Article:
A treasured theme of my high school English papers has been troubling me again lately.
I used to think of the tensions between appearance and reality in terms of misapprehension or deception — Oedipus unwittingly bedding his mother, or Viola pretending to be a man in “Twelfth Night.” I suppose this suited my teen wonder at how often things are not as they seem — how prone we are to mistakes based either on poor judgment or on the universe’s refusal to conform to our expectations. These are the failings of the fooled, who take insufficient care or presume that reality can’t bite. The remedy? Be observant and cautious.
I’ve tried. My penchant for observation led me from literature to journalism, which I embraced after concluding that what used to call itself The English Profession itself was a self-deluding enterprise (don’t get me started…) and, well, after working for three years in a framing store with a master’s degree in English. I wanted to write about life in all of its messy glory, and managed to view it through an aesthetic prism after all by writing about the arts for four newspapers. (My legendary caution has served me ill about as often as it’s saved my ass, so let’s leave that…)
As a journalism instructor, I like to tell students that reporters call their work “stories” for a reason, and not because of the inner novelist supposedly tormenting every cop-shop veteran. Stories are how we organize and understand the world, and have done so for ages, and that’s why, in part, I wanted to be a writer. Fiction or nonfiction, it didn’t matter — both were valid means of accessing Truth. It mattered, though, that they were different enterprises, that one sought Truth in telling stories about facts and the other found it in inventions. And it mattered, too, that appearance and reality, as I’d figured out by college, encompassed more than questions of deception and delusion — that their tension outlined a central issue of philosophy.
Enough of the English major lingers in me to understand that journalism’s objectivity fetish too often produces neither truth nor fact — particularly in a media universe flush with appealing narratives. But the journalist in me insists that facts matter, and that we have to treat the universe as if objective reality exists, even if it does not.
The problem is that narrative has become almost synonymous with appearance — as the opposite of reality. Whether it’s the journalism narrative du jour, such as the Romney post-debate surge that really wasn’t, or the fabrication of flattering, feel-good imagery that keeps us buying stuff, we witness illusion and delusion at work around us every day. Thomas de Zengotita made this point well in 2005’s “Mediated: How the Media Shapes Our World and the Way We Live in It,” — that media is about retailing narratives from which we pull meaning. It’s partly because of this that “appearance matters” — sometimes more so than reality.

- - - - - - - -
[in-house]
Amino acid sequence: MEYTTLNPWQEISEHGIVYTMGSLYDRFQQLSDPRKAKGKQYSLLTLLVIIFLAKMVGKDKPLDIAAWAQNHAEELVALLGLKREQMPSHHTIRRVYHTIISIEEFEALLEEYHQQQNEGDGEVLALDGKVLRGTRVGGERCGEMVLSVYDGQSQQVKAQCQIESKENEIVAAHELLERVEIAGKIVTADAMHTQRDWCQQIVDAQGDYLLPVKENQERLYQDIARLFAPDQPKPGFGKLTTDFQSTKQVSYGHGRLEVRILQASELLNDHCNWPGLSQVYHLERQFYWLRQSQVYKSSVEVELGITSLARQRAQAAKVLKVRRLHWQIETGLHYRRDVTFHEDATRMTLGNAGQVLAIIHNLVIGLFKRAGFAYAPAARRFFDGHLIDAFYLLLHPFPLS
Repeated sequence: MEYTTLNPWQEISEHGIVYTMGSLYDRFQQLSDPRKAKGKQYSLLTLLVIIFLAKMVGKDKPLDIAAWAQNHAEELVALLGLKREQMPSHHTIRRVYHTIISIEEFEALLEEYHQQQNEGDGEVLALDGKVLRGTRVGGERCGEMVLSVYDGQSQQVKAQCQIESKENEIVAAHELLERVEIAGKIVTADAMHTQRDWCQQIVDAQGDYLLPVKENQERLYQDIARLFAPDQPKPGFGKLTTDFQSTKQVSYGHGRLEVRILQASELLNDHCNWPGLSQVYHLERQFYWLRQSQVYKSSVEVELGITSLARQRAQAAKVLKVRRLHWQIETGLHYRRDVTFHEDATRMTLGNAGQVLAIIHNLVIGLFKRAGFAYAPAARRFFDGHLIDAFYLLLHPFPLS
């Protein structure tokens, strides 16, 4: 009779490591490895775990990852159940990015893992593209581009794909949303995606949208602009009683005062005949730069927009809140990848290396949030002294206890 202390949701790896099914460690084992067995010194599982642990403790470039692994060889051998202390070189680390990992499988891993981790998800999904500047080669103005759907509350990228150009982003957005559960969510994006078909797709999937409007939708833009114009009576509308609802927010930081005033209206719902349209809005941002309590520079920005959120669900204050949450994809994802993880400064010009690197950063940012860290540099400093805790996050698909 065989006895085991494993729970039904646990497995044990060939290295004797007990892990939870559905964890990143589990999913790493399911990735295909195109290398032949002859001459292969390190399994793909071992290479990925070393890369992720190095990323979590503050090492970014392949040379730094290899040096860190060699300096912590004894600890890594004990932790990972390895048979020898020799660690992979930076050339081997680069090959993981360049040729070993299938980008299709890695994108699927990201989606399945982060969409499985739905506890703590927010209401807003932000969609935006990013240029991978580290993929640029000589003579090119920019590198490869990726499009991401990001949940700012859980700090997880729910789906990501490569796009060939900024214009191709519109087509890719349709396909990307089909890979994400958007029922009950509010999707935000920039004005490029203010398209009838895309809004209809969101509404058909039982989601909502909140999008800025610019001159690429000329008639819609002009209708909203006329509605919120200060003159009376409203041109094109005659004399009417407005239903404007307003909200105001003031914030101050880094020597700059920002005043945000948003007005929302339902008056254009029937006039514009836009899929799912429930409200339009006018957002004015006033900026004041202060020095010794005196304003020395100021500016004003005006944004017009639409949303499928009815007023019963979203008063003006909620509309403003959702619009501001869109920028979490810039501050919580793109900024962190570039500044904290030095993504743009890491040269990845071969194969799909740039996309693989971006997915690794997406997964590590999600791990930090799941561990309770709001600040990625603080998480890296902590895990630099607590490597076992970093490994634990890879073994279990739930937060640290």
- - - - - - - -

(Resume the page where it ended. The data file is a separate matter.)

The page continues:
So I decided to revisit the old literary theme by tracking down an essay by the Harvard Shakespeare scholar Theodore Spencer. In “Appearance and Reality in Shakespeare’s Last Plays,” [you have to register] published in Modern Philology in February 1942, Spencer observes that the turn of the 17th century marked a shift in Renaissance humanist thought, from a belief that by using reason to temper animal sense, we can aspire to angelic intellect, to a certainty that we are just animals.
“The most sensitive minds of the early seventeenth century felt that the reality about man’s nature was evil and that the good — man’s capacity for raising himself to the level of our intellect — was merely an appearance,” Spencer writes. In England, already roiling with religious disputes, this led to a theater of excess emotionalism, of spectacular and bloody revenge dramas. Eventually, though, it produced a backlash of religious fundamentalism that resulted in the revolution that beheaded Charles I and brought Oliver Cromwell to power. “An awareness of evil, a kind of passionate disillusionment, became a passionate desire for certainty, which found its expression in passionate action,” Spencer notes. “The first stage was expressed through popular literature, Elizabethan and Jacobean drama; the second through popular religion.”
But Spencer argues that Shakespeare’s late plays, especially “The Tempest,” locate a reality of good behind the appearance of evil. Through processes of purgation and transformation, characters afflicted by false appearances, or topsy-turvy circumstances, find that the reality remains that we can use reason to achieve intellect. Thus, Miranda in “The Tempest” proclaims, “How beauteous mankind is! O brave new world,/That has such people in’t!”
Reason remains the key here: A resistance to the emotional lure of appearance and an insistence on parsing the facts of reality. We might not be after angelic intellect but reason will at least lead us to Truth, even still. It might be silly of me to insist upon it, but I will. That’s my resolution for this blog in 2013.